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Kerala Rubber Farmers Demand MSP, Announce March to Tyre Manufacturing Companies Against Cartelisation

The rubber farmers will march to MRF and Apollo tyres manufacturing units on December 30, accusing the union government of pursuing pro-corporate policies for falling rubber prices.
Manufacturing Companies

The state-level convention of the rubber farmers in Kerala held in Kottayam on December 1 flayed the Bharatiya Janata Party (BJP) led union government for pursuing pro-corporate policies leading to the fall in rubber prices affecting lakhs of farmers in Kerala. The convention, organised by the Samyuktha Karshaka Samiti, resolved to take out marches to the manufacturing units of MRF and Apollo Tyres in the state on December 30. 

The other demands raised include the recognition of rubber as an agricultural product and direct procurement by the union government, ensuring a Minimum Support Price (MSP) of Rs 300 per kg, extension of subsidies and distribution of Rs 1,788 crores collected as penalty from the tyre manufacturing companies by the Competition Commission of India (CCI) to the rubber farmers. 

The convention, attended by the 11 member organisations of the joint committee of the farmers associations in Kerala, urged the union government to withdraw from the ASEAN- India Free Trade Agreement (AIFTA) to reduce the import of rubber to save the livelihood of the farmers. 


Around 12 lakh families in Kerala depend directly or indirectly on rubber farming, with rubber grown in around 5.51 lakh hectares in hilly areas across the state. After the AIFTA, the price of rubber, basically cultivated as latex from the trees, has fallen to Rs 100- Rs 130 per kg from a high of Rs 230 per kg. 

The convention urged the union government to reduce the import of synthetic rubber, which has a telling effect on the price of domestic rubber. 

Jose K Mani, MP and Chairman of the Kerala Congress (Mani) [KC(M)], while addressing the convention, said, “The price of rubber directly affects every citizen of the state and the economy. The money circulation increases with an increase in rubber prices. With around 5 lakh tons of rubber imported on average, the union government must step in to reduce the import and save the farmers.”

The falling prices have affected the small and marginal farmers owing under two acres of plantations, who account for almost 98% of the rubber farmers in the state. The low prices have forced the farmers to refrain from tapping latex, which would affect the yield in the longer run.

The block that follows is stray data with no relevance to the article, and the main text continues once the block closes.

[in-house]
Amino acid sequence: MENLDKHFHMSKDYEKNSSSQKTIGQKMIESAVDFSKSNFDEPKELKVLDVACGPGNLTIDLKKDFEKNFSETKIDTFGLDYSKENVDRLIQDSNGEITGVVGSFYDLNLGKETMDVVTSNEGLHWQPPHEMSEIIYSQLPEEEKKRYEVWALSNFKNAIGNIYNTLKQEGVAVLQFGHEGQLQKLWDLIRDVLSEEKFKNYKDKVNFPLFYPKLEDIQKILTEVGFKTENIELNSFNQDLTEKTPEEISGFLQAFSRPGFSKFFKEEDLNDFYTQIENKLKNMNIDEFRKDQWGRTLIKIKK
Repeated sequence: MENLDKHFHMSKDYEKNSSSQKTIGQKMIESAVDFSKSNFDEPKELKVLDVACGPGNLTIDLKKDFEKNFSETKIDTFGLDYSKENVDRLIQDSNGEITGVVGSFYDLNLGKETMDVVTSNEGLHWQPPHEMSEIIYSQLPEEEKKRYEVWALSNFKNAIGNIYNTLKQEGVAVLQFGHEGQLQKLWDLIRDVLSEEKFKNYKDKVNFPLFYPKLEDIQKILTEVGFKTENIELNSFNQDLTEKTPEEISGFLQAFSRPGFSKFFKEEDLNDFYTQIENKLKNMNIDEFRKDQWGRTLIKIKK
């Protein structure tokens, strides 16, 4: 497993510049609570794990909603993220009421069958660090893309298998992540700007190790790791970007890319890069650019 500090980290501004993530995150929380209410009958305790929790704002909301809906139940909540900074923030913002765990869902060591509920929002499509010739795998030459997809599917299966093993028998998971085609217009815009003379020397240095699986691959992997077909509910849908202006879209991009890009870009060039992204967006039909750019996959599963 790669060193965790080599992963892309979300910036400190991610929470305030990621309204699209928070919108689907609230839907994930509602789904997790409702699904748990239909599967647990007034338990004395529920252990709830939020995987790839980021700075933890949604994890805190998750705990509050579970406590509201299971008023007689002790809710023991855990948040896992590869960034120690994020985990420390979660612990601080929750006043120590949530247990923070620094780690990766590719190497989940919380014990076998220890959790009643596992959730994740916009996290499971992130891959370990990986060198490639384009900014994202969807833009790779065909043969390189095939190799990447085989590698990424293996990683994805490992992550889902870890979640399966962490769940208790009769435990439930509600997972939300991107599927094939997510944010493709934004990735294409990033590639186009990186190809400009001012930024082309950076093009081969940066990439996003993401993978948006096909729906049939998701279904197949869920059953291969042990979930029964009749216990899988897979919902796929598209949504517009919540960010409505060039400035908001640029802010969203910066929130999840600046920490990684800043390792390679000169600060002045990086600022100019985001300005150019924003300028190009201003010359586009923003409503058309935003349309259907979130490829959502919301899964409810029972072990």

“The policies of the union government are crucial in determining the price of rubber. But the increasing imports are not helping the rubber farmers. The union government is earning revenue through increased customs duty on synthetic rubber, whereas the farmers continue to suffer from low prices”, Jose K Mani added. 

The Automotive Tyre Manufacturers Association (ATMA) has opposed the increase in customs duty, claiming that the production cost would increase, and continues to get rubber at low prices from domestic farmers. Irrespective of the taxes, the prices of products, including vehicle tyres, have increased manifold, leading to higher profits for the companies. 

“The union government has collected Rs 7,398 crore through import and other duties on rubber. A large portion of this amount must be distributed to the struggling rubber farmers. The union government, for now, must provide Rs 250 per kg as MSP for rubber to save the sector”, Jose K Mani said.


The All India Kisan Sabha (AIKS) and the joint platform of the farmers' organisations have been demanding Rs 300 per kg as the MSP for rubber and direct procurement by the union government. 

Inaugurating the convention, E P Jayarajan, the national vice president of the AIKS, accused the United Progressive Alliance (UPA) government of signing the ASEAN agreement for the miseries of the rubber farmers. 

“The decision to import rubber through the ASEAN agreement is the primary reason for the suffering of the farmers. The pro-corporate, anti-farmer policies of the BJP government have made things worse. With increasing manufacturing costs, the price of rubber in the market now is highly insufficient,” he said. 

Referring to the increasing farmers' suicides across the country, Jayarajan said, “Our country depends largely on agriculture. But the BJP government is not worried about the farmers. When waiving off of Rs 10.5 lakh crores of corporate loans is possible under the BJP regime, the farmers long for loan waiver, subsidies and incentives”.

The convention resolved to hold marches and block the manufacturing units of MRF in Kottayam and Apollo Tyres in Ernakulam district on December 30. 

Introducing the resolutions of the convention, Valsan Panoli, AIKS general secretary and convenor of the Samyuktha Karshaka Samiti, called upon the farmers to prepare for a sustained struggle to win the right to MSP for rubber. 

“We should take a cue from the farmers' struggle, which led to the withdrawal of three farm laws by the Modi government. Ahead of the march on December 30, vehicle jathas and campaigns will be organised. The union government must distribute the penalty of Rs 1,788 crores levied on MRF, Apollo Tyres, JK Tyres, Ceat and Birla Tyres to the farmer,” he said. 

The convention also called upon the Left Democratic Front (LDF) government to increase the rubber stabilisation fund, which provides a breather to the farmers to overcome the falling prices. 

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